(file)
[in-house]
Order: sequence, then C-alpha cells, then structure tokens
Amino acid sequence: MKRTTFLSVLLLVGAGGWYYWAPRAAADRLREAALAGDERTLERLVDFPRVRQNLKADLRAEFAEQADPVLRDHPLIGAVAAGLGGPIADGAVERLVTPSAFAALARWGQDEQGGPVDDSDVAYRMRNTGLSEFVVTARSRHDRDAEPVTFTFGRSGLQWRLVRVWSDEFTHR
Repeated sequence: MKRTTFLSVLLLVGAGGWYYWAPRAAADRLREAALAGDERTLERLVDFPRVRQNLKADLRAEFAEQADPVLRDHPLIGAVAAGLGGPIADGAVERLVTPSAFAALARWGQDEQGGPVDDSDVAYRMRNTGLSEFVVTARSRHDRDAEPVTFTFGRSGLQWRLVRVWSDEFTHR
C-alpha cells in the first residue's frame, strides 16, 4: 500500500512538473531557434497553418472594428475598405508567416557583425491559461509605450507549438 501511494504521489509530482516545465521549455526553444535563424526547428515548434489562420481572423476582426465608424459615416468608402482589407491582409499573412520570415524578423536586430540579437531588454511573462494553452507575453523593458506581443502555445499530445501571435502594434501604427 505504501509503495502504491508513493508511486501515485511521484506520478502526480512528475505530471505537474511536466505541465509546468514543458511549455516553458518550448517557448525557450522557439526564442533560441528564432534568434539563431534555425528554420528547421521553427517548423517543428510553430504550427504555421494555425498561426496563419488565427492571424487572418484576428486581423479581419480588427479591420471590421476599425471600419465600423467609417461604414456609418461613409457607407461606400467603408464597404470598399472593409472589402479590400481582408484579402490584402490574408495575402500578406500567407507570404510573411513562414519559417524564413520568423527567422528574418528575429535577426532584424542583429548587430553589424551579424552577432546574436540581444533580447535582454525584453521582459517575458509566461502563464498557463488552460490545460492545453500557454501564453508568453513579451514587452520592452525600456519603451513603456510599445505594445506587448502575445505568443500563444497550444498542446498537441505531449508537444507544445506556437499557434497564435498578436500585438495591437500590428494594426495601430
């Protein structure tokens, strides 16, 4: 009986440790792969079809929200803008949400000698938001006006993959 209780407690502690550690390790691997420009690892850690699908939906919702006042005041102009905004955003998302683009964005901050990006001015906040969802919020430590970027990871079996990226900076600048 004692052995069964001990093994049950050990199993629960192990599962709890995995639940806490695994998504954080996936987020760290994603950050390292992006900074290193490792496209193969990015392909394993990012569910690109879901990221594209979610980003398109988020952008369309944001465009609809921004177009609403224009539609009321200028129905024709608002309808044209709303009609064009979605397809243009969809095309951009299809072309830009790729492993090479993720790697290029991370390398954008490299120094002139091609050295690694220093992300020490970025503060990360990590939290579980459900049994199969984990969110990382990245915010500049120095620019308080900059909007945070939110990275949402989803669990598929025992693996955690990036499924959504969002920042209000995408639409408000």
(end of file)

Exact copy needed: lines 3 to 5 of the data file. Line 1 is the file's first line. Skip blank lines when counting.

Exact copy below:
Amino acid sequence: MKRTTFLSVLLLVGAGGWYYWAPRAAADRLREAALAGDERTLERLVDFPRVRQNLKADLRAEFAEQADPVLRDHPLIGAVAAGLGGPIADGAVERLVTPSAFAALARWGQDEQGGPVDDSDVAYRMRNTGLSEFVVTARSRHDRDAEPVTFTFGRSGLQWRLVRVWSDEFTHR
Repeated sequence: MKRTTFLSVLLLVGAGGWYYWAPRAAADRLREAALAGDERTLERLVDFPRVRQNLKADLRAEFAEQADPVLRDHPLIGAVAAGLGGPIADGAVERLVTPSAFAALARWGQDEQGGPVDDSDVAYRMRNTGLSEFVVTARSRHDRDAEPVTFTFGRSGLQWRLVRVWSDEFTHR
C-alpha cells in the first residue's frame, strides 16, 4: 500500500512538473531557434497553418472594428475598405508567416557583425491559461509605450507549438 501511494504521489509530482516545465521549455526553444535563424526547428515548434489562420481572423476582426465608424459615416468608402482589407491582409499573412520570415524578423536586430540579437531588454511573462494553452507575453523593458506581443502555445499530445501571435502594434501604427 505504501509503495502504491508513493508511486501515485511521484506520478502526480512528475505530471505537474511536466505541465509546468514543458511549455516553458518550448517557448525557450522557439526564442533560441528564432534568434539563431534555425528554420528547421521553427517548423517543428510553430504550427504555421494555425498561426496563419488565427492571424487572418484576428486581423479581419480588427479591420471590421476599425471600419465600423467609417461604414456609418461613409457607407461606400467603408464597404470598399472593409472589402479590400481582408484579402490584402490574408495575402500578406500567407507570404510573411513562414519559417524564413520568423527567422528574418528575429535577426532584424542583429548587430553589424551579424552577432546574436540581444533580447535582454525584453521582459517575458509566461502563464498557463488552460490545460492545453500557454501564453508568453513579451514587452520592452525600456519603451513603456510599445505594445506587448502575445505568443500563444497550444498542446498537441505531449508537444507544445506556437499557434497564435498578436500585438495591437500590428494594426495601430